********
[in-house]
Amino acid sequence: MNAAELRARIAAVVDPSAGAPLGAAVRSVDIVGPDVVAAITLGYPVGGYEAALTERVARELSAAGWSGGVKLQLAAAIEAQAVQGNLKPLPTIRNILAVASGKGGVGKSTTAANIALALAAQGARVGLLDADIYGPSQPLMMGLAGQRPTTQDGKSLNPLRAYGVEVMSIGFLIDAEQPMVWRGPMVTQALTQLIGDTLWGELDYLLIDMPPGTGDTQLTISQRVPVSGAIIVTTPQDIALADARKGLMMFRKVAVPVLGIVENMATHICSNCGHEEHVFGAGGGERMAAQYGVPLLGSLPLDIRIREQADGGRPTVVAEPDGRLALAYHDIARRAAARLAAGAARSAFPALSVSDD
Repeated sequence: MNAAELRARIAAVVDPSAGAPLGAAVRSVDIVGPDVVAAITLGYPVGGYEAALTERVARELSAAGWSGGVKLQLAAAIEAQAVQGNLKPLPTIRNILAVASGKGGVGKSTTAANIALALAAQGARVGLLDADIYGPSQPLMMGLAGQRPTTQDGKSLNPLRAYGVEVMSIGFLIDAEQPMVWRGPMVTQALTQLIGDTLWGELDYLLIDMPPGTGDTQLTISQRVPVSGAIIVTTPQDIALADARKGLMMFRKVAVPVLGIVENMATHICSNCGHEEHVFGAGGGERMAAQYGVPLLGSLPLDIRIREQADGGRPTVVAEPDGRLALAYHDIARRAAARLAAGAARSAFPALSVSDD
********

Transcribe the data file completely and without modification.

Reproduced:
[in-house]
Amino acid sequence: MNAAELRARIAAVVDPSAGAPLGAAVRSVDIVGPDVVAAITLGYPVGGYEAALTERVARELSAAGWSGGVKLQLAAAIEAQAVQGNLKPLPTIRNILAVASGKGGVGKSTTAANIALALAAQGARVGLLDADIYGPSQPLMMGLAGQRPTTQDGKSLNPLRAYGVEVMSIGFLIDAEQPMVWRGPMVTQALTQLIGDTLWGELDYLLIDMPPGTGDTQLTISQRVPVSGAIIVTTPQDIALADARKGLMMFRKVAVPVLGIVENMATHICSNCGHEEHVFGAGGGERMAAQYGVPLLGSLPLDIRIREQADGGRPTVVAEPDGRLALAYHDIARRAAARLAAGAARSAFPALSVSDD
Repeated sequence: MNAAELRARIAAVVDPSAGAPLGAAVRSVDIVGPDVVAAITLGYPVGGYEAALTERVARELSAAGWSGGVKLQLAAAIEAQAVQGNLKPLPTIRNILAVASGKGGVGKSTTAANIALALAAQGARVGLLDADIYGPSQPLMMGLAGQRPTTQDGKSLNPLRAYGVEVMSIGFLIDAEQPMVWRGPMVTQALTQLIGDTLWGELDYLLIDMPPGTGDTQLTISQRVPVSGAIIVTTPQDIALADARKGLMMFRKVAVPVLGIVENMATHICSNCGHEEHVFGAGGGERMAAQYGVPLLGSLPLDIRIREQADGGRPTVVAEPDGRLALAYHDIARRAAARLAAGAARSAFPALSVSDD